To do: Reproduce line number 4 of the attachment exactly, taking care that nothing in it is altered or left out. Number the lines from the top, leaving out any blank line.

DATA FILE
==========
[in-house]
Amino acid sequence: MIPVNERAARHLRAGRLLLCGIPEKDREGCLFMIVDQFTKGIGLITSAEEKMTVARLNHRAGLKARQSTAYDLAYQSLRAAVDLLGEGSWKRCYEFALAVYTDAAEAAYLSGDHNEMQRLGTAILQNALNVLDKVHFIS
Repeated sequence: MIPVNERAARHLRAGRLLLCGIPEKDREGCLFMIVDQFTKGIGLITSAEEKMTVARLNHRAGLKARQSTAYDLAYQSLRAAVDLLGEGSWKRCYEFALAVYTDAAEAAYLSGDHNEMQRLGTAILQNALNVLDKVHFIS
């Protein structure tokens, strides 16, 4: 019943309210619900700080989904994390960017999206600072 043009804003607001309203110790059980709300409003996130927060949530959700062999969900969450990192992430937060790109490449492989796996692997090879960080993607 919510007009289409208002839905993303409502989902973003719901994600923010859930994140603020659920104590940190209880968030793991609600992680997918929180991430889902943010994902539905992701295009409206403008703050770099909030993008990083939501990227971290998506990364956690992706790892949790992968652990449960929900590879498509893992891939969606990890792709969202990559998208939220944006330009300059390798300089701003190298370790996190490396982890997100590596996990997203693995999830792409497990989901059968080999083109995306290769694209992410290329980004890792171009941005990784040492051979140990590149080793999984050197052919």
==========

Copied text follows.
């Protein structure tokens, strides 16, 4: 019943309210619900700080989904994390960017999206600072 043009804003607001309203110790059980709300409003996130927060949530959700062999969900969450990192992430937060790109490449492989796996692997090879960080993607 919510007009289409208002839905993303409502989902973003719901994600923010859930994140603020659920104590940190209880968030793991609600992680997918929180991430889902943010994902539905992701295009409206403008703050770099909030993008990083939501990227971290998506990364956690992706790892949790992968652990449960929900590879498509893992891939969606990890792709969202990559998208939220944006330009300059390798300089701003190298370790996190490396982890997100590596996990997203693995999830792409497990989901059968080999083109995306290769694209992410290329980004890792171009941005990784040492051979140990590149080793999984050197052919």